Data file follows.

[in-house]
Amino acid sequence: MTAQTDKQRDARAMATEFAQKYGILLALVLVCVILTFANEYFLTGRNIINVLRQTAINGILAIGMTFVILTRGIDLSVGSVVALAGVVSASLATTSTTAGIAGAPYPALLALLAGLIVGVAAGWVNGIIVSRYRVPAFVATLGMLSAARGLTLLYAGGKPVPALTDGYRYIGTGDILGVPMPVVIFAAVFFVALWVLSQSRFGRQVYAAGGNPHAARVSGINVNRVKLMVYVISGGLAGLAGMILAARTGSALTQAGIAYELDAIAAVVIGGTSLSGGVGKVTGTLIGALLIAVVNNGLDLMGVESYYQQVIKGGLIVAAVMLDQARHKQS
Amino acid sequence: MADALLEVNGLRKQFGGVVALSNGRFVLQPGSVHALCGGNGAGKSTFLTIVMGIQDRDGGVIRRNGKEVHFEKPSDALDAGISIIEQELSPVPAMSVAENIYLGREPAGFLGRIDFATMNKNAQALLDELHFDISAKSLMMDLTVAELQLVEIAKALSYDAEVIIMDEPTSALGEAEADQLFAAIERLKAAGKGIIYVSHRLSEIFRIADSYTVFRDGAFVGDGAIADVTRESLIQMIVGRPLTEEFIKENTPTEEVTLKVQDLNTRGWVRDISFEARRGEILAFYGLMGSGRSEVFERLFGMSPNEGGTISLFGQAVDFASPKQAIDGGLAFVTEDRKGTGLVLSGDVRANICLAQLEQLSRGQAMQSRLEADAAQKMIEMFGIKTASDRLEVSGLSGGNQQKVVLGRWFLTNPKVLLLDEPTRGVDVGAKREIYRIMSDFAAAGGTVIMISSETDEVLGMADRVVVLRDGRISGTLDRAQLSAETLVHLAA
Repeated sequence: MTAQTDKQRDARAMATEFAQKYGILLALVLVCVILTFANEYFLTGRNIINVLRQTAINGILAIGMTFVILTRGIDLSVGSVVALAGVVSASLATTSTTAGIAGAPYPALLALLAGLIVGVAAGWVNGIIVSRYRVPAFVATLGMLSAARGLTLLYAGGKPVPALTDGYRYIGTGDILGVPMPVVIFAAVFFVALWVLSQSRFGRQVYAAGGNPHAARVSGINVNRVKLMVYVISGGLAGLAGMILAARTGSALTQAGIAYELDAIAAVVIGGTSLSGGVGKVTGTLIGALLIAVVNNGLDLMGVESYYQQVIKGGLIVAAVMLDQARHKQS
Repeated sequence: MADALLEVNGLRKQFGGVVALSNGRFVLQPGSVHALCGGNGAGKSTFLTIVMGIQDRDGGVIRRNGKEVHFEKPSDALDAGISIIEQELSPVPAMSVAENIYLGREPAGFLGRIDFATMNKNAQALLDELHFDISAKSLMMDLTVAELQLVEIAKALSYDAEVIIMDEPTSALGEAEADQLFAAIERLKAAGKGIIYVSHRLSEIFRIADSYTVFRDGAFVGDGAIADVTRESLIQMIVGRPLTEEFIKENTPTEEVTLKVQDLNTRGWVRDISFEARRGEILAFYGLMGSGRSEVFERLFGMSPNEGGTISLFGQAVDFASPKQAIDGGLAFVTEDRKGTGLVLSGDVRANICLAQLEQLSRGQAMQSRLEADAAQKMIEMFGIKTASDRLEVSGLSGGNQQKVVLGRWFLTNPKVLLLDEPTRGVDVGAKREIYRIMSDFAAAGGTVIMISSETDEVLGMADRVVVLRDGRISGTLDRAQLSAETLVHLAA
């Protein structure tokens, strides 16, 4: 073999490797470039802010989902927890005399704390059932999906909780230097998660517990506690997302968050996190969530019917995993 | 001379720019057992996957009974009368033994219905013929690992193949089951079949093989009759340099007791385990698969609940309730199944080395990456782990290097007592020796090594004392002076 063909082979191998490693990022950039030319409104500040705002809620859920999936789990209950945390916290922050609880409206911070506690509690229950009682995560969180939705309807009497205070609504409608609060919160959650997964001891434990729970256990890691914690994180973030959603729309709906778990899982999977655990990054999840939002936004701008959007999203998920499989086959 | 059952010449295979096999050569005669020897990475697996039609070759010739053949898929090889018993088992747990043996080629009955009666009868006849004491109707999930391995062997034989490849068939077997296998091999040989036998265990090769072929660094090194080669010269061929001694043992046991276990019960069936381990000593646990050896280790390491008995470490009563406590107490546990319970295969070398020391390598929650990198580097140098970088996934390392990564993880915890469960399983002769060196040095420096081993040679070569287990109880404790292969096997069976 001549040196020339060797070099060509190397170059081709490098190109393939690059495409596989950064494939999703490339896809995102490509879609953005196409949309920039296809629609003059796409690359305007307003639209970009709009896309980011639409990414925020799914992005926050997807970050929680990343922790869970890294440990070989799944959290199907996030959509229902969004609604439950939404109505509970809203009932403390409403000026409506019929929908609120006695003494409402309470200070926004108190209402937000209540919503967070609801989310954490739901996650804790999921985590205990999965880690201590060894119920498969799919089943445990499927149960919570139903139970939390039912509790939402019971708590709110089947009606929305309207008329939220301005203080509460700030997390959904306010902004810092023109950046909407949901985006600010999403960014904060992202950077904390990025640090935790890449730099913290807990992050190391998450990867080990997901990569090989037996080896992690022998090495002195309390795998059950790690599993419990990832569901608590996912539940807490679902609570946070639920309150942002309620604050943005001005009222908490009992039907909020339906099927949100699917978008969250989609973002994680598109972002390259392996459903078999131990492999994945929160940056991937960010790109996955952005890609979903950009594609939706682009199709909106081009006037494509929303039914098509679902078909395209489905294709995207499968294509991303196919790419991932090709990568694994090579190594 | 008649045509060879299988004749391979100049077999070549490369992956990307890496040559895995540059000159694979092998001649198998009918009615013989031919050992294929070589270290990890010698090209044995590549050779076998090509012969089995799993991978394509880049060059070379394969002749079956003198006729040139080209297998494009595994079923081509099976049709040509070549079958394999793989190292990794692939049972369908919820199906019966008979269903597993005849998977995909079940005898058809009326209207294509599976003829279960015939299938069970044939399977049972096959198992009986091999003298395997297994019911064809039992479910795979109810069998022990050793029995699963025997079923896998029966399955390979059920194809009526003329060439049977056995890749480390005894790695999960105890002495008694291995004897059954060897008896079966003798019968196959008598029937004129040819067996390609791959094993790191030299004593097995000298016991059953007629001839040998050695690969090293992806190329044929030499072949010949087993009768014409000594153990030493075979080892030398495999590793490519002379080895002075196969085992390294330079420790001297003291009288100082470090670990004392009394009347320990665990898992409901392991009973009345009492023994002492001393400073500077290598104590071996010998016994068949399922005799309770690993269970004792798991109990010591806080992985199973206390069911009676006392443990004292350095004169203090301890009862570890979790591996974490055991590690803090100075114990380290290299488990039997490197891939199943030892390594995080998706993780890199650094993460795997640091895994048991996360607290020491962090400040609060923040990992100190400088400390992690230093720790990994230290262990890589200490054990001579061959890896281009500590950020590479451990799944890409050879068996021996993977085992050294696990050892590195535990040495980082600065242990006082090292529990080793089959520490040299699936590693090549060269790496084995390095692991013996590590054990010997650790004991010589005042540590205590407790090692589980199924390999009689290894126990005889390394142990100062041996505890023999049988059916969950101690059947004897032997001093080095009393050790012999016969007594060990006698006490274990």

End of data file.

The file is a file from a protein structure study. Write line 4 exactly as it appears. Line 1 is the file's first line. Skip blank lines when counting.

Repeated sequence: MTAQTDKQRDARAMATEFAQKYGILLALVLVCVILTFANEYFLTGRNIINVLRQTAINGILAIGMTFVILTRGIDLSVGSVVALAGVVSASLATTSTTAGIAGAPYPALLALLAGLIVGVAAGWVNGIIVSRYRVPAFVATLGMLSAARGLTLLYAGGKPVPALTDGYRYIGTGDILGVPMPVVIFAAVFFVALWVLSQSRFGRQVYAAGGNPHAARVSGINVNRVKLMVYVISGGLAGLAGMILAARTGSALTQAGIAYELDAIAAVVIGGTSLSGGVGKVTGTLIGALLIAVVNNGLDLMGVESYYQQVIKGGLIVAAVMLDQARHKQS